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U.S. to give Chrysler $500 mln, GM up to $5 bln in new aid
WASHINGTON (Reuters) - The Obama administration will make about $500 million available to Chrysler LLC through the end of this month as it seeks to reach an alliance with Fiat, and up to $5 billion through May to help General Motors Corp restructure outside of bankruptcy, an independent oversight report on the Treasury Department's corporate rescue fund said on Tuesday.
Separately, the United Auto Workers (UAW) union urged its members to lobby the White House by phone or email to ensure that workers and retirees are treated fairly in negotiations at both companies on new concessions, which are considered vital for the automakers' to survive.
"We need President (Barack) Obama and his auto task force to stand up for the interests of workers and retirees in these restructuring negotiations," the union said in an appeal on its Web site to members.
The UAW represents about 26,000 workers at Chrysler and 62,000 at GM.
The union is under pressure along with bondholders and banks to help Chrysler and GM slash debt so they can restructure. The central issue for the UAW and the car companies is reaching an accord on restructuring the finances of a multi-billion-dollar retiree health care trust.
The administration's task force does not believe Chrysler can stand alone and is brokering meetings this week in Washington and Detroit to see if a deal with Fiat is possible.
The administration has offered up to $6 billion to help finance the alliance that would give Chrysler access to Fiat's small car technology and the Italian automaker a platform for building light trucks and a robust network for selling its vehicles in the United States.
Analysts and consultants have questioned whether the companies can close the deal and avert what most believe would be a certain Chrysler bankruptcy.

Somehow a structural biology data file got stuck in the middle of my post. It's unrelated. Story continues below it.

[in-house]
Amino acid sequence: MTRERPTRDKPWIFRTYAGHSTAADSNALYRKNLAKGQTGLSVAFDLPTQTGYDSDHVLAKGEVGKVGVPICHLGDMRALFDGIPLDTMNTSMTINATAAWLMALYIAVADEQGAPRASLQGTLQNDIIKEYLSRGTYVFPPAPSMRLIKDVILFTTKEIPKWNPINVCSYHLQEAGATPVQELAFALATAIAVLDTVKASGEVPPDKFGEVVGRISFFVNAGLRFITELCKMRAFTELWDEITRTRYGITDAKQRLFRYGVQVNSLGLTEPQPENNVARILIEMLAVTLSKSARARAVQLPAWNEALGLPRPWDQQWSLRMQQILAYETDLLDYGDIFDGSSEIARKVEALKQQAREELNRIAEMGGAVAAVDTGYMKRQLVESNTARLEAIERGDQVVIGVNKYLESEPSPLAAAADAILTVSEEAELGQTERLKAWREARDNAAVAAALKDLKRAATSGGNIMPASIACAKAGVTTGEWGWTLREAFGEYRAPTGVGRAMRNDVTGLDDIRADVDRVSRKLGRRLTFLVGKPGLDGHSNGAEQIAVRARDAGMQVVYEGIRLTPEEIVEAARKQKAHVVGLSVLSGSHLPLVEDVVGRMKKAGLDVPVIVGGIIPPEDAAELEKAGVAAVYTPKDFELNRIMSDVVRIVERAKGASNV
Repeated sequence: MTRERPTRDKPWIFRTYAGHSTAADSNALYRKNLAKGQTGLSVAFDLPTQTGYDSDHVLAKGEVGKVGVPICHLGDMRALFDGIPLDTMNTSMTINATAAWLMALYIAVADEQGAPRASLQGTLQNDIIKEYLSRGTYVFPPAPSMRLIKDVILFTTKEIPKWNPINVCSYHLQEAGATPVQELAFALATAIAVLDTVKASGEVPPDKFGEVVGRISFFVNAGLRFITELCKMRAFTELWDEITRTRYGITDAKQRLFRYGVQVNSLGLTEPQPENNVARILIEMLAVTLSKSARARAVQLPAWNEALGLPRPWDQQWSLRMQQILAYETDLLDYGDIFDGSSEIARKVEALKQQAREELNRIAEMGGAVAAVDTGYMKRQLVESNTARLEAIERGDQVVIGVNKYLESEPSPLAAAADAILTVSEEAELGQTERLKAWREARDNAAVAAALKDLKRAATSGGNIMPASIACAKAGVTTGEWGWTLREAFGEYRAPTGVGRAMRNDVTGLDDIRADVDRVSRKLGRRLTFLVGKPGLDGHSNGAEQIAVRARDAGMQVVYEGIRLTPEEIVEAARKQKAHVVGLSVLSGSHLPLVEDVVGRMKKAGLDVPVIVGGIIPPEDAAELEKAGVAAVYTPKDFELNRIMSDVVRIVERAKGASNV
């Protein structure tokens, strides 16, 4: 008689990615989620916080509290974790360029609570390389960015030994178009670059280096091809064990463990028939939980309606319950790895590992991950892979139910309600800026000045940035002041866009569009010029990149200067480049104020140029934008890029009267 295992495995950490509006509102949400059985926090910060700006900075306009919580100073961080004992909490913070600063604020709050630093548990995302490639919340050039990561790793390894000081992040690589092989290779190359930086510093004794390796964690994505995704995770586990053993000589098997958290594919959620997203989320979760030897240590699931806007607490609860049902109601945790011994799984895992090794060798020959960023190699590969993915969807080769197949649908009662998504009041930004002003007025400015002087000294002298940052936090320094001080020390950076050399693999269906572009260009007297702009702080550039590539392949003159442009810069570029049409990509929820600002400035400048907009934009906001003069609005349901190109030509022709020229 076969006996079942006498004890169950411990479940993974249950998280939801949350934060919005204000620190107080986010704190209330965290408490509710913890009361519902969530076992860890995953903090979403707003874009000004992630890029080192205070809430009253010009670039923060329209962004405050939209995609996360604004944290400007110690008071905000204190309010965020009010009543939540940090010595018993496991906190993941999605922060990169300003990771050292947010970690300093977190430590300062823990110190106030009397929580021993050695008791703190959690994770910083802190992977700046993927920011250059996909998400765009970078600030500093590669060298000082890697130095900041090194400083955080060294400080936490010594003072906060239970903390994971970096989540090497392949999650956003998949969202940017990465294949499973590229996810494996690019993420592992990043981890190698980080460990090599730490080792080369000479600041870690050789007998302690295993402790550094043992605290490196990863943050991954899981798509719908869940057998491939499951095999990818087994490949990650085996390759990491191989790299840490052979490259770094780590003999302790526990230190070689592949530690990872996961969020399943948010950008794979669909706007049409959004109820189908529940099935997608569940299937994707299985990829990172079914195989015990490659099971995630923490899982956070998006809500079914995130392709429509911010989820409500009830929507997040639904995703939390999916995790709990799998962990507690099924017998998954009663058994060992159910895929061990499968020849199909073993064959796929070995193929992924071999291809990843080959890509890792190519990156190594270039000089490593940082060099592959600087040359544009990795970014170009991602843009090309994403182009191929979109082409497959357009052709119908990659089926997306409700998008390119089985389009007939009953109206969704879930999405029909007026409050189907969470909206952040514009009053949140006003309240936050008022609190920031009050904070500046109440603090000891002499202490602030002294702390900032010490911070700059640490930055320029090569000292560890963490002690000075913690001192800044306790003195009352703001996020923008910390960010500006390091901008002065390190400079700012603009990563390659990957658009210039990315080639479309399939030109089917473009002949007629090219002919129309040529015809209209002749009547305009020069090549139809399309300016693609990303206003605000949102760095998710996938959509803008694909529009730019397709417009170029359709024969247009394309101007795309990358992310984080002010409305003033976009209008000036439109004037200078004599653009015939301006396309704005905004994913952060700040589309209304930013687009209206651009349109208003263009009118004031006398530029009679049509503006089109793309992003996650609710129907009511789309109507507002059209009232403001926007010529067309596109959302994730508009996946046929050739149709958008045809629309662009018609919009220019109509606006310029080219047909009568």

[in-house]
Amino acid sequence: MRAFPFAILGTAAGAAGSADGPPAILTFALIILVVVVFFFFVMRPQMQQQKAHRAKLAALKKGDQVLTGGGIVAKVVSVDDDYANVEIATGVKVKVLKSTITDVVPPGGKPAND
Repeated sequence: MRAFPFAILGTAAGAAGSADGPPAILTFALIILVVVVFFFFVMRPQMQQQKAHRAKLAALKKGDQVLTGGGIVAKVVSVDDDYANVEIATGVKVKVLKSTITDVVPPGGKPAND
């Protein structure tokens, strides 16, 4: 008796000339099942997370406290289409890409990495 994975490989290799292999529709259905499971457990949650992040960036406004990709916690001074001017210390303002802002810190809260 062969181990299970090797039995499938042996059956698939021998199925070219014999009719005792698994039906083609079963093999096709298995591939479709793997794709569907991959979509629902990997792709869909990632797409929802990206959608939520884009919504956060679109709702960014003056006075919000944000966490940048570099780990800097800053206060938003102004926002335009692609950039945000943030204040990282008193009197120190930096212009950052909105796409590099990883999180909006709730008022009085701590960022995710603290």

At the White House on Monday, Obama's chief spokesman, Robert Gibbs, would not forecast where the talks were headed but said the administration was working "with all of the stakeholders involved" and was hopeful a solution would be found to "continue the Chrysler brand" and strengthen the industry overall.
"The President continues to be involved in this issue and understanding the tremendous economic importance both for the overall industry and for the dozens of communities throughout the country that are dependent upon Chrysler and auto parts suppliers that supply Chrysler for good-paying jobs," Gibbs said.
The administration in March set aside up to $500 million to help Chrysler get through April, according to a report on oversight of corporate bailout funds prepared by the Treasury Department inspector general. GM was slated to receive up to $5 billion through May.
GM said on Monday it would cut another 1,600 salaried jobs by May 1. The reductions are part of GM's plan to slash its global salaried work force this year by about 10,000, or 14 percent. GM also aims to cut 37,000 hourly jobs worldwide by the end of the year.
GM and Chrysler, controlled by Cerberus Capital Management, received a $17.4 billion government bailout in December. Ford Motor Co is also struggling but opted against seeking rescue funds.
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